Politics and Corruption in the Gilded Age

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Problems of the Gilded Age The Gilded Age brought rapid industrialization and economic growth to the United States, but it created several problems.  Discuss the problems that arose during the Gilded Age.

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Overall, deregulation was a problem. Corporations could form giant trusts and thus create monopolies. This led to a lack of competition in some sectors, such as oil and steel, and allowed corporate leaders to charge whatever they wished. Deregulation also extended into retail goods, as patent medicines and unsafe food...

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Overall, deregulation was a problem. Corporations could form giant trusts and thus create monopolies. This led to a lack of competition in some sectors, such as oil and steel, and allowed corporate leaders to charge whatever they wished. Deregulation also extended into retail goods, as patent medicines and unsafe food killed thousands each year. The United States had a large unskilled labor pool and the worker was treated as expendable and compensated accordingly. Government refused to get involved in business, and it allowed business to make their own decisions; this led to a focus on profits, and it minimized both the consumer and the worker.

Another problem partially stems from the social tensions caused by the competitive labor pool; the United States went through a period of extreme xenophobia during the Gilded Age. Immigration surged during the period and native-born workers did not appreciate the competition for their jobs. Workers in the North also did not appreciate the northern migration of poor whites and blacks, who were trying to escape the South's postwar poverty. In California, Chinese immigrants were accused of stealing gold claims when, in reality, they only mined them more closely than the previous owners who had abandoned them once the easily found gold was removed. These ethnic tensions led to lynchings in the South, riots in the North, and even a bill excluding poor Chinese from coming to the United States, which was one of the first attempts by the United States to limit its immigration.

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In addition to the problems mentioned above, I would add that the Gilded Age witnessed massive and rapid urbanization that led to deplorable living conditions in many urban areas. To use New York as an example, the Lower East Side became filled with immigrants, both from abroad and from the countryside, and many were crowded into inexpensive tenements. These buildings, filled to many times their capacities, became dens of disease. Working-class neighborhoods degenerated into slums, where people suffered from unsanitary conditions, massive crime, and general lack of economic opportunity. These conditions were all the more deplorable for the fact that they occurred, as Jacob Riis famously pointed out in his expose How the Other Half Lives, a few blocks from some of the richest neighborhoods in the United States.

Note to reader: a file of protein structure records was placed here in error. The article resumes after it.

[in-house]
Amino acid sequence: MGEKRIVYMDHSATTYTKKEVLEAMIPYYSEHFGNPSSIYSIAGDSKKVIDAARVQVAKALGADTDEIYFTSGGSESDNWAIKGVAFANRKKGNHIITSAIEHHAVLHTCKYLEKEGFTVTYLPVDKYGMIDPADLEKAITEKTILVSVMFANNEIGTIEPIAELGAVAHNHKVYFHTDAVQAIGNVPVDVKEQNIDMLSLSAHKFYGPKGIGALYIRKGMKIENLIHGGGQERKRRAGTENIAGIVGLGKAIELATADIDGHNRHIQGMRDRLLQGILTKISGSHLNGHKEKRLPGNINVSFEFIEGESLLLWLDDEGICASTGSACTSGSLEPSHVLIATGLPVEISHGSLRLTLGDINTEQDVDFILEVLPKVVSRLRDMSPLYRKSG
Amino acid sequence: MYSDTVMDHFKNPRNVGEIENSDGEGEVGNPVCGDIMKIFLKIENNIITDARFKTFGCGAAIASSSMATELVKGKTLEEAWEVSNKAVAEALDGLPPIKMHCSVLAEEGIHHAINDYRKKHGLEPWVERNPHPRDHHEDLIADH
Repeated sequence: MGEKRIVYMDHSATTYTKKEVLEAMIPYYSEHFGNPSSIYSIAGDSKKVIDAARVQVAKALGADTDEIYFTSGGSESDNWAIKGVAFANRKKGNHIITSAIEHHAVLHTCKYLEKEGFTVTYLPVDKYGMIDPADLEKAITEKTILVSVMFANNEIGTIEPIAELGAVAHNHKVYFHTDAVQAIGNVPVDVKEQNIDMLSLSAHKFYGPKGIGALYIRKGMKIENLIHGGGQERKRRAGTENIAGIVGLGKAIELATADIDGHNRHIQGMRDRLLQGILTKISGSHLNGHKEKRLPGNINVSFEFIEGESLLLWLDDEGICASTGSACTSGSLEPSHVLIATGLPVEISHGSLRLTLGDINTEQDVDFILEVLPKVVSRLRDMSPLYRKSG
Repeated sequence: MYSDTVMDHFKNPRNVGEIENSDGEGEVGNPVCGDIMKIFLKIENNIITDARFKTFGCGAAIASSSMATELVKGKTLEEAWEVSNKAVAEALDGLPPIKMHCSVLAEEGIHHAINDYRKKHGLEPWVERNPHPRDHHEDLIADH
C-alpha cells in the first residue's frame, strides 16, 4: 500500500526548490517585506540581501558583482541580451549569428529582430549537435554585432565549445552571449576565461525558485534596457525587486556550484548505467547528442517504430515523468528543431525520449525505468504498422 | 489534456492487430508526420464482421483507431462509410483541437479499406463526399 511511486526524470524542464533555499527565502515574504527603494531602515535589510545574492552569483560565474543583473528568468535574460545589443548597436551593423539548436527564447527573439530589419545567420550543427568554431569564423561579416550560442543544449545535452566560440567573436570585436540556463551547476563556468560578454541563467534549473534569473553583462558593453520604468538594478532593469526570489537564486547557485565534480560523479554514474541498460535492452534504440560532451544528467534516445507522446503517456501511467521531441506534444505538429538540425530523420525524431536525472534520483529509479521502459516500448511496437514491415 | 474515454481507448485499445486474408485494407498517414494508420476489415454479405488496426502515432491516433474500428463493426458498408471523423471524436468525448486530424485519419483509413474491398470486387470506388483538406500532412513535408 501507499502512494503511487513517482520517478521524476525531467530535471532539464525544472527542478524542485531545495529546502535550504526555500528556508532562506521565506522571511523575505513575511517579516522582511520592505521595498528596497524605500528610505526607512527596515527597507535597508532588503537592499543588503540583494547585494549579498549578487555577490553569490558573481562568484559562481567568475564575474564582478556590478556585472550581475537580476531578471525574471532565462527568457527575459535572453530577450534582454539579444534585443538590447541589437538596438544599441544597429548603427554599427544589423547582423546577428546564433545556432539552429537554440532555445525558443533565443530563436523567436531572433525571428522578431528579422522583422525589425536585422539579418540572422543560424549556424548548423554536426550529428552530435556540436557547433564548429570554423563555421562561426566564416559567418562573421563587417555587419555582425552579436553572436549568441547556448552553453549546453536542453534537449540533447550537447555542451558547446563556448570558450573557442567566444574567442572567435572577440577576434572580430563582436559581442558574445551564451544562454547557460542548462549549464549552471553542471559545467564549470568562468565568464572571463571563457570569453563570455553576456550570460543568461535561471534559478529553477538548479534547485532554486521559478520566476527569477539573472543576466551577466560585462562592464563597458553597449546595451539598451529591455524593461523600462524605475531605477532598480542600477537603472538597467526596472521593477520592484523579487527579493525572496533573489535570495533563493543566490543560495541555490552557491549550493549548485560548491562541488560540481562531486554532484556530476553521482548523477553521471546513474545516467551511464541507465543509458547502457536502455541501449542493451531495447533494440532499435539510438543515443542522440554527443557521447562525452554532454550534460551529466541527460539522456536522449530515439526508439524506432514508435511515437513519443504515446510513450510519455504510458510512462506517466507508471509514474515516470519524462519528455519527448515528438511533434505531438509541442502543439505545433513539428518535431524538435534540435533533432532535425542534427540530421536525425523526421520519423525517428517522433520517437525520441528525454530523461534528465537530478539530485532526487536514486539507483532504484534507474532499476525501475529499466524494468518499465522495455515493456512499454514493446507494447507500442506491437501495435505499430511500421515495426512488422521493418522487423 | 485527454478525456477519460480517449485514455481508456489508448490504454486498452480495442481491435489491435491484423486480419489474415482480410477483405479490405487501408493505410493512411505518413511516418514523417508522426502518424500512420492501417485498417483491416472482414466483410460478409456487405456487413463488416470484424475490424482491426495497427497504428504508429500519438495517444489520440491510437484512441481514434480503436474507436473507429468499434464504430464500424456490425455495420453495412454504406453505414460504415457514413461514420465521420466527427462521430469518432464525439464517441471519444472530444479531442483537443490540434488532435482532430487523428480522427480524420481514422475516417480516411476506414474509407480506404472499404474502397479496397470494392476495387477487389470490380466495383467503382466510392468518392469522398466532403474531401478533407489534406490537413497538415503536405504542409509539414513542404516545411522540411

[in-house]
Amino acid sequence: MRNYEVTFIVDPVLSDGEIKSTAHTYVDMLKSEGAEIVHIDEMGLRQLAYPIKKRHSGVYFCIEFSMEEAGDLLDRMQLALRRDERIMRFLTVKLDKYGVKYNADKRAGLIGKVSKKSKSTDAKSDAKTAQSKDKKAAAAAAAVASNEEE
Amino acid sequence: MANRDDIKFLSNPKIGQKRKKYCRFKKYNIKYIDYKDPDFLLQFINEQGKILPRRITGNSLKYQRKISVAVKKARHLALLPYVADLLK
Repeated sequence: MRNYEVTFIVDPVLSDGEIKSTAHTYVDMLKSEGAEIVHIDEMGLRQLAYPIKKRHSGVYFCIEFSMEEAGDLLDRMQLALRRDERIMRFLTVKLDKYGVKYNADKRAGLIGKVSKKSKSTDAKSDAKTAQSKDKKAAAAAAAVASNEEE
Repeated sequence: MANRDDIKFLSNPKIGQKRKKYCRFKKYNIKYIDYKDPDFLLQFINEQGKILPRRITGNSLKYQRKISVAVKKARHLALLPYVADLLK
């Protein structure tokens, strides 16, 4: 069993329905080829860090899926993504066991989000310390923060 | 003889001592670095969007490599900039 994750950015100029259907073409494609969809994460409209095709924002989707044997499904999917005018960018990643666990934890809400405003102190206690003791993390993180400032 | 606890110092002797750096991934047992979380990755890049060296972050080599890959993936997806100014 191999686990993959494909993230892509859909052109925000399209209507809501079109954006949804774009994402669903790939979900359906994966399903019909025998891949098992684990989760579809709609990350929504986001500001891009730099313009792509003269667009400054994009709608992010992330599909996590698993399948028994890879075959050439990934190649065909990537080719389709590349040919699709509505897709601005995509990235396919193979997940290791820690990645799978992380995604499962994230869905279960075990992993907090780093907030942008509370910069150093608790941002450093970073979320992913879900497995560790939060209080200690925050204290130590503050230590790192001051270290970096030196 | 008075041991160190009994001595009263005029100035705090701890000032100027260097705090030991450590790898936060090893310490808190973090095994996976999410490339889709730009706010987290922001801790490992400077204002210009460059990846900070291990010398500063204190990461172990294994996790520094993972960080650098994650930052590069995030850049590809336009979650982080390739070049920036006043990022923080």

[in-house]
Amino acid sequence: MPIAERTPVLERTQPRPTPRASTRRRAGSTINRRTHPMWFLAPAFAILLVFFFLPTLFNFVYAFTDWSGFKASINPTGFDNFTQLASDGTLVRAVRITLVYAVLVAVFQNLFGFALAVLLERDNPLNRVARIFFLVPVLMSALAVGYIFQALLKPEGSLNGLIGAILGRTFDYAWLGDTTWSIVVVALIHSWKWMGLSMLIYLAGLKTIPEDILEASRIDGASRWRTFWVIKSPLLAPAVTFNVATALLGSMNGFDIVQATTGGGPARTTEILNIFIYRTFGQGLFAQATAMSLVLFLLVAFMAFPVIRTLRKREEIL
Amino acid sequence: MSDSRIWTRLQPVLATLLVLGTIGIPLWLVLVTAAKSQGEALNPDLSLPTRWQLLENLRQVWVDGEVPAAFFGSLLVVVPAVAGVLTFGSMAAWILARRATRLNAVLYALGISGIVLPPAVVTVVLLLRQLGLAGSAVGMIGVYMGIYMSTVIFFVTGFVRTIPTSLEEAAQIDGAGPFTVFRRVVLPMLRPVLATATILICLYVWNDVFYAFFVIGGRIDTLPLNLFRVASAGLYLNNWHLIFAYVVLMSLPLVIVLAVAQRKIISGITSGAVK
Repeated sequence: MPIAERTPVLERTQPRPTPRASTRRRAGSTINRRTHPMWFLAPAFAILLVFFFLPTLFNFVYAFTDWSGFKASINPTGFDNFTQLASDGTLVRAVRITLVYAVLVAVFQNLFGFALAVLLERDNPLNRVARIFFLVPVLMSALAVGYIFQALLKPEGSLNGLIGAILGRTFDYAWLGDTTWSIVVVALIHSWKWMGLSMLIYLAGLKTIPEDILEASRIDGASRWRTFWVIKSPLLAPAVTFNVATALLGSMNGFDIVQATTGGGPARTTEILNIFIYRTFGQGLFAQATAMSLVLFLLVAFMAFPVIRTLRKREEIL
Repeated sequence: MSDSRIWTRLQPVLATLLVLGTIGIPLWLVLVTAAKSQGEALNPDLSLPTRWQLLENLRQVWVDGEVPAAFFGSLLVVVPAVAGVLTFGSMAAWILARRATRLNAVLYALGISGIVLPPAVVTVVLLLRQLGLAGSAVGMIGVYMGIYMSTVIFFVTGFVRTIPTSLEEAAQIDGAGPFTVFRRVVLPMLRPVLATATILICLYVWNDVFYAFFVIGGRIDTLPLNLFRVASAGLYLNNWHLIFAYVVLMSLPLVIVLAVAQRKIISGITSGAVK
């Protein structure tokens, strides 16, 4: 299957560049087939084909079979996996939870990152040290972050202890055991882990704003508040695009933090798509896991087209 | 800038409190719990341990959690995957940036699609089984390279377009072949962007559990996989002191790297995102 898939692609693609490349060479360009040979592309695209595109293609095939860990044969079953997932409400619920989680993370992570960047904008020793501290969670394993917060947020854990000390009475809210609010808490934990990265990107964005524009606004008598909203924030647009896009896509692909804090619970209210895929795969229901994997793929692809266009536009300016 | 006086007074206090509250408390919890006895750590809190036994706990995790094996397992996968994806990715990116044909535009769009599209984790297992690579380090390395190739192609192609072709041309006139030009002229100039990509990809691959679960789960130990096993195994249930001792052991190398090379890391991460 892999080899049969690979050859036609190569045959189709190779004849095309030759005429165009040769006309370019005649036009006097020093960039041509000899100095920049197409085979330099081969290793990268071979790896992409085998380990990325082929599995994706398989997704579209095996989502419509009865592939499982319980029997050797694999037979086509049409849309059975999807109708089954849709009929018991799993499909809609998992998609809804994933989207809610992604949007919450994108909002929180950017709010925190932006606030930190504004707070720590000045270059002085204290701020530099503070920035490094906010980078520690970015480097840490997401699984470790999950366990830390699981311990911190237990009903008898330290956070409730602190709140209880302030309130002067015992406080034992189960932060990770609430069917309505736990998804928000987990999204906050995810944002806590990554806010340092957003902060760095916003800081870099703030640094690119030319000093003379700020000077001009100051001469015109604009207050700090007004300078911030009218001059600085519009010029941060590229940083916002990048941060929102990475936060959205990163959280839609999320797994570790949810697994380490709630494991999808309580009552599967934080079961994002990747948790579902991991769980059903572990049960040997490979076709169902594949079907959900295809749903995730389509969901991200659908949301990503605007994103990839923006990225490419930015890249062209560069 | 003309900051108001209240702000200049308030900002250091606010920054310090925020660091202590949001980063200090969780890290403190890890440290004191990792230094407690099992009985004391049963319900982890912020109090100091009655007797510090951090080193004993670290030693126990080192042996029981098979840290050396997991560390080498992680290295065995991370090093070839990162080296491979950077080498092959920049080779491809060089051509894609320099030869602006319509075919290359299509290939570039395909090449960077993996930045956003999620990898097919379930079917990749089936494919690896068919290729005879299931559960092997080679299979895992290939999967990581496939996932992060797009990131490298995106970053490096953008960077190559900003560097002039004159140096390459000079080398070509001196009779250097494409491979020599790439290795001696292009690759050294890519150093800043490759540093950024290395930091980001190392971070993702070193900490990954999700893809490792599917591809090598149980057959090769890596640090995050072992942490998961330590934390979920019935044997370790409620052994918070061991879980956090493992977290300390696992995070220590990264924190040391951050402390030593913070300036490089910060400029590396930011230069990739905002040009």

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There were a lot of problems that arose during the Gilded Age.  Let us look at three of them here.

  1. Corruption in government.  This was a time in which big businesses came to dominate the economy.  They also came to have a tremendous influence on government.  They were able to essentially “buy” people in government who would do their will. 
  2. Problems for workers.  This was also a time of cutthroat competition between companies followed by domination by trusts and monopolies.  Both of these were bad for workers.  They led to situations where workers worked in dangerous conditions for long hours and got low pay.  All of these things helped lead to a rise in union activity and labor strife.
  3. Problems for farmers.  The railroads became absolutely necessary to farm life.  So did banks.  Both had a hold on farmers and used that hold to exploit them to some degree.  Banks imposed onerous terms on loans the farmers needed.  Railroads charged high prices.  These abuses helped lead to the rise of populist protest and other political activities by the populists.
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